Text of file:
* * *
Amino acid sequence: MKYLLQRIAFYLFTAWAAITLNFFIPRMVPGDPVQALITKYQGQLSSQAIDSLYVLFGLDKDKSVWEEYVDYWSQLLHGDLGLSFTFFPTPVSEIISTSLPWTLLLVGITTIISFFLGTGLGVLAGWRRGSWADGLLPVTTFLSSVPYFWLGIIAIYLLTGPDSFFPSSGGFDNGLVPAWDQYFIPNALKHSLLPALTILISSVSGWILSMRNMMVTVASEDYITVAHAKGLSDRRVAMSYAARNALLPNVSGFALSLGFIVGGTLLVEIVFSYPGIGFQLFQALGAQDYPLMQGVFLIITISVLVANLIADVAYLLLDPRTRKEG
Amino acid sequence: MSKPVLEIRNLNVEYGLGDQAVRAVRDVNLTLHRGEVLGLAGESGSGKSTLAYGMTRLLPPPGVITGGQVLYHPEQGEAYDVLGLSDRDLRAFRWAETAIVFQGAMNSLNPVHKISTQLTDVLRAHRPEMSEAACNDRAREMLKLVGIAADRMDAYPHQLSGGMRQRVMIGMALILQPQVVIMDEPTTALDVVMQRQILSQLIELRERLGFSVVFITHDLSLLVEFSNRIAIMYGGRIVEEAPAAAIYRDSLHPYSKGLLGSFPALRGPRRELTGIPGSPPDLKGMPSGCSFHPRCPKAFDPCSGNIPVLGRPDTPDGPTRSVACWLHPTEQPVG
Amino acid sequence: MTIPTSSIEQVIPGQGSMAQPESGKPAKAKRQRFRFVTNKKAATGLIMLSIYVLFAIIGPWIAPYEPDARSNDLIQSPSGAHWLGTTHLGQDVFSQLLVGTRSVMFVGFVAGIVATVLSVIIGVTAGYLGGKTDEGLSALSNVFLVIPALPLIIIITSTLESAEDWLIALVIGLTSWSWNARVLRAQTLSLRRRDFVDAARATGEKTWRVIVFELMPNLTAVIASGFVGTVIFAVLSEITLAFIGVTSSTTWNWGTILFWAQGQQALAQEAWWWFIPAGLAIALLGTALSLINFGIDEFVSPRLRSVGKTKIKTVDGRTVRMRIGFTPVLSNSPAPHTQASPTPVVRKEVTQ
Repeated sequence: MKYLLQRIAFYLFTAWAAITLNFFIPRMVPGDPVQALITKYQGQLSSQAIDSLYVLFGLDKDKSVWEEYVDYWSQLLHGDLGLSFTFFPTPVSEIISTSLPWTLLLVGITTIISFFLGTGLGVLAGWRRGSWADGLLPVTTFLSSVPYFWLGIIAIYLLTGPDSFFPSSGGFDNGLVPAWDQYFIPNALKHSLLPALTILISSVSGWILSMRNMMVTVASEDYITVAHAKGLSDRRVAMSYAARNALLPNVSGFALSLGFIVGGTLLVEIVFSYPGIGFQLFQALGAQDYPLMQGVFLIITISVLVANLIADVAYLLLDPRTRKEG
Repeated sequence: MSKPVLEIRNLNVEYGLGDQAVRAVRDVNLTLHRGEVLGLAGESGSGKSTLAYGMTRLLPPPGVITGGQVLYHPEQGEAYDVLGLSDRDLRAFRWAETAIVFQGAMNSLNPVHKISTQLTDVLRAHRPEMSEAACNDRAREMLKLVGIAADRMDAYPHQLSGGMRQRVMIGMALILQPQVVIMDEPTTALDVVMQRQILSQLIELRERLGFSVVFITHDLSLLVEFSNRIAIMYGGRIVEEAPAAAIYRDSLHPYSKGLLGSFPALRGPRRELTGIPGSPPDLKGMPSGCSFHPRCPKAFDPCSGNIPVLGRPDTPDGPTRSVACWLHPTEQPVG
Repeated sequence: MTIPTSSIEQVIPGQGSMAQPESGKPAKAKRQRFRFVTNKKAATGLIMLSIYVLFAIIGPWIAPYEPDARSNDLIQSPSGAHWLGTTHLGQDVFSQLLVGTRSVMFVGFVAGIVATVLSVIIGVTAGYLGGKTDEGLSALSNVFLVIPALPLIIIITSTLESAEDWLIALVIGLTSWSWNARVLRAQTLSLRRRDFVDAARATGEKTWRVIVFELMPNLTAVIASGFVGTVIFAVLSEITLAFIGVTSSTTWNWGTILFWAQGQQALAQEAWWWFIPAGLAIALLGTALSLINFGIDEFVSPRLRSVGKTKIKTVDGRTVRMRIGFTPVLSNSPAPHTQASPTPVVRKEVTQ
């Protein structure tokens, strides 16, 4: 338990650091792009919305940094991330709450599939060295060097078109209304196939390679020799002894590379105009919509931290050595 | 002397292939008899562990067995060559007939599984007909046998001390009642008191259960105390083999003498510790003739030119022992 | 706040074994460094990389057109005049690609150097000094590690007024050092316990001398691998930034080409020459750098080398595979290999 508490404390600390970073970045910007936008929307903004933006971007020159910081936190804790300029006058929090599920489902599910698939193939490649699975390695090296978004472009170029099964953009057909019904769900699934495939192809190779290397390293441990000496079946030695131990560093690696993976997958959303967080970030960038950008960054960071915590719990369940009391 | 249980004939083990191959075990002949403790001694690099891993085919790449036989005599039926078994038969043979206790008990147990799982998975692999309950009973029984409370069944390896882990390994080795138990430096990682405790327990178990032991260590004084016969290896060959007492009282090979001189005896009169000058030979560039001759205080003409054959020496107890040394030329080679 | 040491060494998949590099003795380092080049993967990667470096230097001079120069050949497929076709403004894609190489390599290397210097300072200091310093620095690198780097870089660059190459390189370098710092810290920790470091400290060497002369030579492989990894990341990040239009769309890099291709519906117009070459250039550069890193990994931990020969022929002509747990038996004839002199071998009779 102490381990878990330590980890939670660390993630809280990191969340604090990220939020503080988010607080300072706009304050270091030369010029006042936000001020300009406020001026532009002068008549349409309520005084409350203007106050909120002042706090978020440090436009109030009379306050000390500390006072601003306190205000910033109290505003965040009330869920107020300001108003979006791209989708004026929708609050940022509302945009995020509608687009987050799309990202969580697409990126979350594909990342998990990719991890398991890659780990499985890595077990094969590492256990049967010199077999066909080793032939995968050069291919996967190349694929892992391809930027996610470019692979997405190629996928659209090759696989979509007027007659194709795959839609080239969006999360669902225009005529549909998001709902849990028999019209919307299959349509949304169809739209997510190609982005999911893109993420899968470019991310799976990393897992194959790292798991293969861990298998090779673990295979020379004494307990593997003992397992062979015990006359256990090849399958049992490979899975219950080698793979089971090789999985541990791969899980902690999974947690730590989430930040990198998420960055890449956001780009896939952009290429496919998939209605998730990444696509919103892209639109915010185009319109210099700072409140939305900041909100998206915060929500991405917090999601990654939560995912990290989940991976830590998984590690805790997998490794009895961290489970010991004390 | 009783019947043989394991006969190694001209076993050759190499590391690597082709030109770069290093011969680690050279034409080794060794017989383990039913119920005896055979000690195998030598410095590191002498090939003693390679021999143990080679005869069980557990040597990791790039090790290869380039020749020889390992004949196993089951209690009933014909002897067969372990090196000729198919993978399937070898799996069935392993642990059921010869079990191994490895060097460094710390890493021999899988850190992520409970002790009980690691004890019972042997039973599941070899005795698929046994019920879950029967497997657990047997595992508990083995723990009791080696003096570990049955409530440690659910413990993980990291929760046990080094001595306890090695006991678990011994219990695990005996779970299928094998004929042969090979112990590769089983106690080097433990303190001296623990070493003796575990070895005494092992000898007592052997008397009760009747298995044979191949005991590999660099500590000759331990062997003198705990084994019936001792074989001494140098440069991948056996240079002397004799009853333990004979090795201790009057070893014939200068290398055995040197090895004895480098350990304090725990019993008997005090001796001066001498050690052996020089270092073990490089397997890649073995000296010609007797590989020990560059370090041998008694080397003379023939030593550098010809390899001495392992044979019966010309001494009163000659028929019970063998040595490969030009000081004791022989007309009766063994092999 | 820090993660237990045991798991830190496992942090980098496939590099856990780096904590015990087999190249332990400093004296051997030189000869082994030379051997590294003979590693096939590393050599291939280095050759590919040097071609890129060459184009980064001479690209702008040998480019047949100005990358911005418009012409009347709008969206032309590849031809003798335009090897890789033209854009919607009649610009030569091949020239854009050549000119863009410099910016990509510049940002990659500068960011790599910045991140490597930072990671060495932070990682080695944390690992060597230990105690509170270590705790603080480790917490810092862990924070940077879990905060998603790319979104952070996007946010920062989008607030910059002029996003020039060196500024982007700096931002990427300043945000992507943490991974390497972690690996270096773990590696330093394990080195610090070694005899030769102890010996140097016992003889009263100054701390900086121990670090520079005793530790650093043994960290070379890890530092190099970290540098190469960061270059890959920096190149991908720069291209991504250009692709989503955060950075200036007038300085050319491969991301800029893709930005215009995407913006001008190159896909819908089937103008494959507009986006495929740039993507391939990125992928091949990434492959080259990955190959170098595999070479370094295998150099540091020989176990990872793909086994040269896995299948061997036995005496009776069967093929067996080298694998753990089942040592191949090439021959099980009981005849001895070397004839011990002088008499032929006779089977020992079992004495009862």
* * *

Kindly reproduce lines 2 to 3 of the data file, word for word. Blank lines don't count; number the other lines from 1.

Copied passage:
Amino acid sequence: MSKPVLEIRNLNVEYGLGDQAVRAVRDVNLTLHRGEVLGLAGESGSGKSTLAYGMTRLLPPPGVITGGQVLYHPEQGEAYDVLGLSDRDLRAFRWAETAIVFQGAMNSLNPVHKISTQLTDVLRAHRPEMSEAACNDRAREMLKLVGIAADRMDAYPHQLSGGMRQRVMIGMALILQPQVVIMDEPTTALDVVMQRQILSQLIELRERLGFSVVFITHDLSLLVEFSNRIAIMYGGRIVEEAPAAAIYRDSLHPYSKGLLGSFPALRGPRRELTGIPGSPPDLKGMPSGCSFHPRCPKAFDPCSGNIPVLGRPDTPDGPTRSVACWLHPTEQPVG
Amino acid sequence: MTIPTSSIEQVIPGQGSMAQPESGKPAKAKRQRFRFVTNKKAATGLIMLSIYVLFAIIGPWIAPYEPDARSNDLIQSPSGAHWLGTTHLGQDVFSQLLVGTRSVMFVGFVAGIVATVLSVIIGVTAGYLGGKTDEGLSALSNVFLVIPALPLIIIITSTLESAEDWLIALVIGLTSWSWNARVLRAQTLSLRRRDFVDAARATGEKTWRVIVFELMPNLTAVIASGFVGTVIFAVLSEITLAFIGVTSSTTWNWGTILFWAQGQQALAQEAWWWFIPAGLAIALLGTALSLINFGIDEFVSPRLRSVGKTKIKTVDGRTVRMRIGFTPVLSNSPAPHTQASPTPVVRKEVTQ